Sunday, 25 August 2013

Battening down

Ah! The Great British Bake Off is back, and we've just watched it on iPlayer. What a wonderful show it is. With the coming of X Factor and Strictly, television is now sorted for the rest of the year. It's as though the world has started battening down the hatches for winter. We'll sit around a television watching the final of X Factor in the week before Christmas and someone will remark how strange it is to think that the first episode of the series was broadcast in the height of summer. We'll think back to this time of year, feeling nostalgic, talking about the blackberries we've frozen so that our crumbles can be filled with the taste of September!

We've just come back from Abbie and Ian's house just off the Cally Road. Nathan and Abbie knitted, whilst Ian and I looked at a photo of his Great Grandfather on the wall, resplendent in a First World War soldier's uniform. I wonder what that friendly-looking fella experienced in the gruelling years after the photograph was taken, and if he returned home a different man.

Abbie and Ian live in the estate just off Copenhagen Street, which is right next to the massive district behind King's Cross which is being developed to within an inch of its life. It's a part of London which used to be filled with grimy Victorian warehouses and rusty old gas cylinders. It was my first ever view of London. We used to come into St Pancras Station from Bedford and the sight of the gas cylinders would tell us we were almost there. That part of town always seemed so murky and dingy to an eight year-old child. One of many terrifying reasons why I thought I'd never want to live in London! 

The trip to Abbie and Ian's also reminded me of a time just after the general election in 1997, when Meriel and I were house hunting. We had a limited budget, but had found a two-bedroom flat for the right price just up from where we were today. We were very excited, as we walked up from King's Cross, at the thought of living in Zone One, but were incredibly disheartened to discover that the flat was in a horrible concrete building. To make matters worse, the flat had a live-in landlord, a Greek-Cypriot who had covered all the walls in ghastly wall paper, strange golden ornaments and icons, and light-up pictures of the Virgin Mary weeping! The floor carpets were swirly and the curtains were distinctly leafy. I could have vomited a more homely vibe.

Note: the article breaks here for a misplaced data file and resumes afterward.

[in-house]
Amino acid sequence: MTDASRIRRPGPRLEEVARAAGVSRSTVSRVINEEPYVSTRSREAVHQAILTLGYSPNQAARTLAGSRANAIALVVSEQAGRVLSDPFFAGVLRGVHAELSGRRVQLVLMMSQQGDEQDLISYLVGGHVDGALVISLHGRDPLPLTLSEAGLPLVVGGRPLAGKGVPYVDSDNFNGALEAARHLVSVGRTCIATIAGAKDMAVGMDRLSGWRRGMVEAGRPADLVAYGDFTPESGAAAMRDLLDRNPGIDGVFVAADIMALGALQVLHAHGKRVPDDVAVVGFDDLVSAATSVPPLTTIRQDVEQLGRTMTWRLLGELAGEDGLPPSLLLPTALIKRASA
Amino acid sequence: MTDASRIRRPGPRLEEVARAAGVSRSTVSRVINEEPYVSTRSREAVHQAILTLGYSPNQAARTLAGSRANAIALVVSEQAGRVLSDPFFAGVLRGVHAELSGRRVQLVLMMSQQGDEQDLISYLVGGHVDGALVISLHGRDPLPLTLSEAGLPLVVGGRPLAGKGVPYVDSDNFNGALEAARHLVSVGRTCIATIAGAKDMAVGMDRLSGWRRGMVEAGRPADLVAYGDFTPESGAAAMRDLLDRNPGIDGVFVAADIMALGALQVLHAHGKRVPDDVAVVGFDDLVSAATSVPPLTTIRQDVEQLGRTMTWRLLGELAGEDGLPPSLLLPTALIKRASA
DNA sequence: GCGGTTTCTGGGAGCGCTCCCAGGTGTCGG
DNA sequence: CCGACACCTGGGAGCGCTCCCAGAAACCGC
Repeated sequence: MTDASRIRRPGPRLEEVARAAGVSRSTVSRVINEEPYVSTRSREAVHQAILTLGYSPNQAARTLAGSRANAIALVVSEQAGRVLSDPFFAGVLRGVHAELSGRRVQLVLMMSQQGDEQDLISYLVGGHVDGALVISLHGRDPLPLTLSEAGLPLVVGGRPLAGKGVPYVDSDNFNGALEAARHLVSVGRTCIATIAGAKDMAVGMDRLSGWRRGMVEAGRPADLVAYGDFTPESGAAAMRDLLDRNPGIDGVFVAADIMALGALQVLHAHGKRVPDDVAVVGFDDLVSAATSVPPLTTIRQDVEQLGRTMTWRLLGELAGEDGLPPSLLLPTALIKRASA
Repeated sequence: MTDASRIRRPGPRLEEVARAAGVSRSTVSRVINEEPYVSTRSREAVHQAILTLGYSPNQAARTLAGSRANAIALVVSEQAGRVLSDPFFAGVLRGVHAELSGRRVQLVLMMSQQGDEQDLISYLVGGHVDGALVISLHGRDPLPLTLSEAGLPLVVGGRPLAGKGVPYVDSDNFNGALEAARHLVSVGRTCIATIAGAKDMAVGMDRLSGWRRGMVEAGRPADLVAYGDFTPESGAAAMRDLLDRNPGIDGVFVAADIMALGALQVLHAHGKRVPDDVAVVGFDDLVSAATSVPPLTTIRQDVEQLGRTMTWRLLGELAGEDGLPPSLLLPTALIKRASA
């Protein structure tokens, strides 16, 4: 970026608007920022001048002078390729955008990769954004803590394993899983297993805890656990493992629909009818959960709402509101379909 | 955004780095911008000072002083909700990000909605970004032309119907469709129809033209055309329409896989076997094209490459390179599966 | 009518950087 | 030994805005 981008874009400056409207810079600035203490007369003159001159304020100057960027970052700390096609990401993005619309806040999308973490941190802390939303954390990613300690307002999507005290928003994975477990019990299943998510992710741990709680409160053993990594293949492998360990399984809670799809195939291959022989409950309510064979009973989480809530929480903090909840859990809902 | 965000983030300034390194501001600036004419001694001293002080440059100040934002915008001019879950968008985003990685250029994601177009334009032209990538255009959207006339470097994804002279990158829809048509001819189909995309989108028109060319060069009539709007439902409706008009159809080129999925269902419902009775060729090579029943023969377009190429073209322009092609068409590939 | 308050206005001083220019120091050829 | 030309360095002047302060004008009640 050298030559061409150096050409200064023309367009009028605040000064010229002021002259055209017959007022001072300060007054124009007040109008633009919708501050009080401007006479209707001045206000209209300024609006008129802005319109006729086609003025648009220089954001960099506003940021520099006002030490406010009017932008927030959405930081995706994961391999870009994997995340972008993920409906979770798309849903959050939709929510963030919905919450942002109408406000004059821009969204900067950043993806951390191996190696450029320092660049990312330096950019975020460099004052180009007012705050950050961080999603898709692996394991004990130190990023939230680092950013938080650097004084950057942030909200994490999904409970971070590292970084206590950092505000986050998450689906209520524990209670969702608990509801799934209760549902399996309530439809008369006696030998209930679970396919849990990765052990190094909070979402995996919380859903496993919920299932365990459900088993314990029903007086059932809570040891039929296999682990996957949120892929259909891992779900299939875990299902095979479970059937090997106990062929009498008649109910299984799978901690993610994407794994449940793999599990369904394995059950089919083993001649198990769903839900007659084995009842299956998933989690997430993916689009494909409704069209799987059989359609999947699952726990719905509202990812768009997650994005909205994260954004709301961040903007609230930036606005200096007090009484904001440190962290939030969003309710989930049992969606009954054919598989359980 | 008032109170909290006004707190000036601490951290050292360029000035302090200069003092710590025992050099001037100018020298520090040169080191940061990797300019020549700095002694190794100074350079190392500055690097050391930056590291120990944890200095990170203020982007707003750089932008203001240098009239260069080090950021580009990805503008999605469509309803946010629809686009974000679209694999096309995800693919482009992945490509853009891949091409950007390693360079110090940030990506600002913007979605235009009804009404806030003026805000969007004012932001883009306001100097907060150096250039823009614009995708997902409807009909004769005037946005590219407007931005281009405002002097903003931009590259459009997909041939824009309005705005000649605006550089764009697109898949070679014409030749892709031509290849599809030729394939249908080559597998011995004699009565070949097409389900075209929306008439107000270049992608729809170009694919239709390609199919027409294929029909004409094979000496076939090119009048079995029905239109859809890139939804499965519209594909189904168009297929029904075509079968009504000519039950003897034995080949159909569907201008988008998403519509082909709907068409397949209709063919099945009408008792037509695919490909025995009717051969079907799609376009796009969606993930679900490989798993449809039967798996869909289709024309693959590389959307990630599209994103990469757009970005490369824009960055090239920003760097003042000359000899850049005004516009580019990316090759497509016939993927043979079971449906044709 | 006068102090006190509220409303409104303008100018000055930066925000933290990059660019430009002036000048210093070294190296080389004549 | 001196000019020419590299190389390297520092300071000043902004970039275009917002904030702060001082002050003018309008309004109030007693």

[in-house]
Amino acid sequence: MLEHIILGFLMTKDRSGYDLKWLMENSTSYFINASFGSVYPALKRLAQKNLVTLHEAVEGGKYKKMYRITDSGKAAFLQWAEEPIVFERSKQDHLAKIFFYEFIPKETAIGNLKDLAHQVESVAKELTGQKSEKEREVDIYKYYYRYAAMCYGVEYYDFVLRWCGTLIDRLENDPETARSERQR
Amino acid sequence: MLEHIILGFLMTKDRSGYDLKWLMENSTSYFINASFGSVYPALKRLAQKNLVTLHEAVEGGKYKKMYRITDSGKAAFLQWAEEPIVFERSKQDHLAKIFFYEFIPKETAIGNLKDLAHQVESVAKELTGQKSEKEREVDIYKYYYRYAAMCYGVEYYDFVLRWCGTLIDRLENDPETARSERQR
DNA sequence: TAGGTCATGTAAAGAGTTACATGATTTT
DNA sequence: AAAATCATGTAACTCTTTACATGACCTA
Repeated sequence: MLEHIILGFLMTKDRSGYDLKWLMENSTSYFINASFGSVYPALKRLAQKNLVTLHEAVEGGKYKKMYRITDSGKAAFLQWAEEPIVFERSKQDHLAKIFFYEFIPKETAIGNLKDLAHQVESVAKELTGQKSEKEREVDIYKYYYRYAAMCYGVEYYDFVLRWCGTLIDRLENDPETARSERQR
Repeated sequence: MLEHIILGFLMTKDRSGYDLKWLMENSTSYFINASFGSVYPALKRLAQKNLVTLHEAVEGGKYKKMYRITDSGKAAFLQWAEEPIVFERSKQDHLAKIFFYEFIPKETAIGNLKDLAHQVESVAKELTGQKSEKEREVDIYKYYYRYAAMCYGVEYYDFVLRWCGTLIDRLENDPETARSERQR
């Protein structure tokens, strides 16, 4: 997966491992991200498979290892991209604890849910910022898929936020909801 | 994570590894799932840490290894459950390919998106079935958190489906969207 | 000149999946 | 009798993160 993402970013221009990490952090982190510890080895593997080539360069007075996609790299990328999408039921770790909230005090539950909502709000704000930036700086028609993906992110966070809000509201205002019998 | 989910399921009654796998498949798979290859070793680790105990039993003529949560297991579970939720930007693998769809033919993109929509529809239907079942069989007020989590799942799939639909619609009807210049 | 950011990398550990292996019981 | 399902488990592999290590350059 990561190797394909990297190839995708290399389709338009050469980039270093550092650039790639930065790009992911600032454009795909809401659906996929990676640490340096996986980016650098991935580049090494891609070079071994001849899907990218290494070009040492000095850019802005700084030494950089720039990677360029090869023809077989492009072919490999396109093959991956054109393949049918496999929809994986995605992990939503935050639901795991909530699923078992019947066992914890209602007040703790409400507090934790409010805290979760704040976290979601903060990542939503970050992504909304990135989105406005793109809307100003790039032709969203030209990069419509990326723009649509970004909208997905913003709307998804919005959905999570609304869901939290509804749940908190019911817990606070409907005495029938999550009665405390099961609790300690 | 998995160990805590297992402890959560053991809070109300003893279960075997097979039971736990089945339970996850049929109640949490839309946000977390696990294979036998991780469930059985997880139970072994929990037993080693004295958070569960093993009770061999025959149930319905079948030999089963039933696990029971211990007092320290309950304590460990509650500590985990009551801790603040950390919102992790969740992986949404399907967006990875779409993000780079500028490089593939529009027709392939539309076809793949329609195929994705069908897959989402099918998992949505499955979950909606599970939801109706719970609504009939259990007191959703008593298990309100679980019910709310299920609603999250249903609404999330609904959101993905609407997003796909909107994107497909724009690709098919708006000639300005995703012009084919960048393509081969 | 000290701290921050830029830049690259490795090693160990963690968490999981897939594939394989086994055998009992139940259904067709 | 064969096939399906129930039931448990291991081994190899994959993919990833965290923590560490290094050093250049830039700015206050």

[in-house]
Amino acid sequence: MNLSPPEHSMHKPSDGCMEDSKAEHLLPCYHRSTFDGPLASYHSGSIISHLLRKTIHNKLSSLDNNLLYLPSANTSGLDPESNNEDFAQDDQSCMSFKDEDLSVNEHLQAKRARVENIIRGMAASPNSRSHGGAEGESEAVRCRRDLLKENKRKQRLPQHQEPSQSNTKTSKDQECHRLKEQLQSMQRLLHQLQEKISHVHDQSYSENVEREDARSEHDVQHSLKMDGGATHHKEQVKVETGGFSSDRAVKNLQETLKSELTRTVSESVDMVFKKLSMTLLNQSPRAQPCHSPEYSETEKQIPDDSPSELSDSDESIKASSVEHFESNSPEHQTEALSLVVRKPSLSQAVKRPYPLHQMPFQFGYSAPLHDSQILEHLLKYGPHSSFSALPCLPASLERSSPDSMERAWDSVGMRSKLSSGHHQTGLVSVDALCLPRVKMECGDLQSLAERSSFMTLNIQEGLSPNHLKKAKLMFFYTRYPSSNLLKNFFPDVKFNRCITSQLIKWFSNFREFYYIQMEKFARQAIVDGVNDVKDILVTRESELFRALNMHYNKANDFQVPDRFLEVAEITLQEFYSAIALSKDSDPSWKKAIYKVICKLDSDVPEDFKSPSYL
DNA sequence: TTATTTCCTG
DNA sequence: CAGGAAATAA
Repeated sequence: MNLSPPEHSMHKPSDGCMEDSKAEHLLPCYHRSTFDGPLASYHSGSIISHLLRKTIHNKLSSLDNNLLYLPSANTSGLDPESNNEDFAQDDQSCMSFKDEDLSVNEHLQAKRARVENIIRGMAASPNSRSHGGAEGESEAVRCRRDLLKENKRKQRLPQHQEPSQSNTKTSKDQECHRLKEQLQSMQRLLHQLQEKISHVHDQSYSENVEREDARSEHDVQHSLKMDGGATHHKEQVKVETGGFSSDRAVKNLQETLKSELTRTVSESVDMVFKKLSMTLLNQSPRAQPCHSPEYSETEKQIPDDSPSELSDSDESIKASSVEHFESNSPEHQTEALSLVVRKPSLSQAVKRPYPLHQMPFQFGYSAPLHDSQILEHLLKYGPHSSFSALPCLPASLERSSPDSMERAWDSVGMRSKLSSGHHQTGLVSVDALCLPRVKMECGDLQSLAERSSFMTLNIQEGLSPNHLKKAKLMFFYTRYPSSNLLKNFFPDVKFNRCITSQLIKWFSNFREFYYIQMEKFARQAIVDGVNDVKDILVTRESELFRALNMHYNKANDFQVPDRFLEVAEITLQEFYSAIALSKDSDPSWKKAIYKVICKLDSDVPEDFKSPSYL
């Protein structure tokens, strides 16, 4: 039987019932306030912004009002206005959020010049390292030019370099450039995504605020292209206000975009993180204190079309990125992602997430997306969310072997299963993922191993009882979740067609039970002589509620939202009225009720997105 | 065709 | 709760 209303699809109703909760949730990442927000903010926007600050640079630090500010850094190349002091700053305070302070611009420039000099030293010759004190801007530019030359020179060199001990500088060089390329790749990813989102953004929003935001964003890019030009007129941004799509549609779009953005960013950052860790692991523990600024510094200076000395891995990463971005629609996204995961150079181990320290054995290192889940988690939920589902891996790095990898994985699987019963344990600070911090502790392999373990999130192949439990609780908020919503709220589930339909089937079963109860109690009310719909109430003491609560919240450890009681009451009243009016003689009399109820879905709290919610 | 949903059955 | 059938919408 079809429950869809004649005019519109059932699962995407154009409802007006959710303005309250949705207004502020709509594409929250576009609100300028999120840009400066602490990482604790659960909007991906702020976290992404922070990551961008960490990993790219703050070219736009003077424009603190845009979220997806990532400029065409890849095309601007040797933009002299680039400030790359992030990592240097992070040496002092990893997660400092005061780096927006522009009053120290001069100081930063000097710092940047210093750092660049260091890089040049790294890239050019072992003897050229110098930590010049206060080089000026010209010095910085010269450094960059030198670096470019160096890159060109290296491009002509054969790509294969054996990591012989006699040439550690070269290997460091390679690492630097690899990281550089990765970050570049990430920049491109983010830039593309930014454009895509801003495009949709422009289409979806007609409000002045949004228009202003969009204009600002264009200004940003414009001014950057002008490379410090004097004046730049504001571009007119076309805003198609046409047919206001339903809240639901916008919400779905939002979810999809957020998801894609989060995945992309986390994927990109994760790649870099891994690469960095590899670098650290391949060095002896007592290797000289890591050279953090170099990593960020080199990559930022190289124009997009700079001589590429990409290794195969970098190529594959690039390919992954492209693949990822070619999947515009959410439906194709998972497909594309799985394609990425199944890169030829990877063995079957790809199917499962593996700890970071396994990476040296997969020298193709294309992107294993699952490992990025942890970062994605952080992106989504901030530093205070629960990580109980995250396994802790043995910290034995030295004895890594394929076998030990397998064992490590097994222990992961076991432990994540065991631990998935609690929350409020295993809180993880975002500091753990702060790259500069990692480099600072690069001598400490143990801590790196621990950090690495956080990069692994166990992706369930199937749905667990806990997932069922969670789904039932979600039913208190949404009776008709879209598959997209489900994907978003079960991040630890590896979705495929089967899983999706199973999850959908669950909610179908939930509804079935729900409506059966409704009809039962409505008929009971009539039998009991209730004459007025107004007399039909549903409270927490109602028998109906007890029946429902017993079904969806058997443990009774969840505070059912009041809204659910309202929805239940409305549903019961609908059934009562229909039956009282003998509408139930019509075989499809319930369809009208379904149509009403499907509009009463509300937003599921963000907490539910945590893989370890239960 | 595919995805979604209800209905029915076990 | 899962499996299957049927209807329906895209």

The land lord was bearded, fat, very odd and obviously incredibly religious in a Greek Orthodox sort of way. Meriel at the time was very Buddhist and I was very gay, so we ran as fast as we could in the opposite direction, incredibly despondent at the thought that we may not be able to find anything decent for the money we could spare. Curious, unsettling days.  I've just read my diary from the time, but it all seems to be about the Labour Party Conference which I was attending and seemed to be much more interested in writing about than the mere trials and tribulations of looking for a place to live in!

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